By Steve Brawner
© 2015 by Steve Brawner Communications, Inc.
Do you remember the scene in “The Empire Strikes Back” when C-3PO told Han Solo, “Sir, the possibility of successfully navigating an asteroid field is approximately 3,720 to 1” and Han Solo replied, “Never tell me the odds”?
I bring that up because I’m about to play C-3PO to Mike Huckabee’s potential presidential bid.
Huckabee announced this past week that he is ending his Fox News television show because he’s seriously considering running for president again. If he runs, he’ll have to get past a lot of asteroids in order to win the election.
The Republican Party coalition is composed of at least four important elements: super-wealthy anti-government activists; middle-class anti-tax tea partiers; social conservatives; and business establishment types.
Huckabee, for whom I worked as a communications aide a long time ago in a galaxy far, far away, has a history of policy decisions and public statements that do not endear him to the first two groups in that coalition. As governor, he helped create a government health care program, ARKids First, and helped pass a one-eighth-cent conservation tax written permanently into the Arkansas Constitution. Those aren’t necessarily bad positions, but they make him vulnerable to attack. The most important super-wealthy anti-government group, the Club for Growth, does not like him at all, and he doesn’t like it, either. In fact, he called it the “Club for Greed.”
Huckabee is solid with the social conservatives, and they will make him competitive in Iowa and other states early during the Republican primaries. But social conservatives are not as powerful as they once were in the party. One of their most important issues, opposition to gay marriage, is no longer the position of a majority of Americans. If Huckabee is the only social conservative in the race, he still might be able to find a niche and be competitive for a while. But if others, such as former Sen. Rick Santorum of Pennsylvania, enter the race, the vote will be divided.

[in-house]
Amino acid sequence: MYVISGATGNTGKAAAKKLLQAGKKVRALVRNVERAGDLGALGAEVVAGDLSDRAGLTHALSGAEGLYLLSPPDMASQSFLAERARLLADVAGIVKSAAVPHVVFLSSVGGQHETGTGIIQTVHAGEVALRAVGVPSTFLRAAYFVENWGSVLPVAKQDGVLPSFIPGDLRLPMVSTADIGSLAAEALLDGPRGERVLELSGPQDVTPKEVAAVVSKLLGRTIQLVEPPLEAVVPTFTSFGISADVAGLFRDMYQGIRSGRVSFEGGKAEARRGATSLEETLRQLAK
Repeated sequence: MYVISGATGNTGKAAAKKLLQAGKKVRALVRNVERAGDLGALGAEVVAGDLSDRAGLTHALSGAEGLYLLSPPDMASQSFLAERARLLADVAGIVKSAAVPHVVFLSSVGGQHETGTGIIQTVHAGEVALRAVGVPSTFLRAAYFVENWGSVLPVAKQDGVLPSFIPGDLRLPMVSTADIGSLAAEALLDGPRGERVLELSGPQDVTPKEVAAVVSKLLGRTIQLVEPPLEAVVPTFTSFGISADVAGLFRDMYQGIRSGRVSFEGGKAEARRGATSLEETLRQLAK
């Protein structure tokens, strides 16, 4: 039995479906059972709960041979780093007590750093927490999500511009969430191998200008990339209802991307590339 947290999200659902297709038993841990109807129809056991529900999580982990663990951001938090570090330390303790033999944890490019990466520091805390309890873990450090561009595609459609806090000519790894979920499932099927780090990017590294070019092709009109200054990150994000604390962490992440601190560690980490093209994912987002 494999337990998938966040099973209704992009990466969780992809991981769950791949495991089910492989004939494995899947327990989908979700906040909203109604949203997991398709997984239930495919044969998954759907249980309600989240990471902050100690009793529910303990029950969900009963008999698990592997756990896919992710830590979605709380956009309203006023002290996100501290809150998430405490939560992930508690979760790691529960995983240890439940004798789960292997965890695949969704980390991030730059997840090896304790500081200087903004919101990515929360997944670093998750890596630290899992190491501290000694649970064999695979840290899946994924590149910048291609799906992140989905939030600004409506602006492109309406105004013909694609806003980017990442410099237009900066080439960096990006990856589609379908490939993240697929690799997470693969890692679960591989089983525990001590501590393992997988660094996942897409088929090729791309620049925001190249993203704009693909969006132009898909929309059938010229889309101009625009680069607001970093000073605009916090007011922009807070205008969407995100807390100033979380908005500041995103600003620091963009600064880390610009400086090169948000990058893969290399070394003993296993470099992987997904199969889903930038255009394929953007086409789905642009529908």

The fourth member of the coalition, business establishment types, will be looking to support one of their own, a Mitt Romney or a Jeb Bush – somebody with a lot of money who can raise a lot more. And that leads us to the really big rock in the 2016 asteroid field.
Republicans have lost four of the past six presidential elections and lost the popular vote in one of the other two. They need to win this one, or it’s going to start looking bad. They had a shot in 2012, but the Republican primary process was awful. The candidates in a crowded field beat each other up for a year and forced Romney to take positions he obviously didn’t really support. The process moved him too far to the right and made him look like a flip-flopper.
If that happens again, and if Clinton decides to run, Republicans are toast. She can spend a year criss-crossing the country raising money before cheering crowds and looking presidential, while they tear each other down trying to appeal to the various parts of the coalition.
To prevent that, Republicans will try to follow the model from 2000, the last time they won an election following a two-term Democratic administration. As they did with George W. Bush that year, the party’s leaders will try to create a process where everyone coalesces behind a single candidate long before it becomes too bloody. The anointed will be someone like Jeb Bush, Romney, or New Jersey Gov. Chris Christie – someone with the support of the two most important groups in the party’s coalition, the super-wealthy anti-government activists and the business establishment types. Those are the ones with the money.
I started this column by comparing myself to C-3PO for a reason: I’m just the bystander, while Huckabee is the one flying the Millennium Falcon into the asteroid field. Unexpected things happen in presidential campaigns. In 2008, Clinton was the anointed candidate following eight years of a president from the other party, and she didn’t win her party’s nomination. If she doesn’t run this time, it would change the whole dynamic.
Still, the odds are against Huckabee – probably not 3,720 to 1, but steep nonetheless.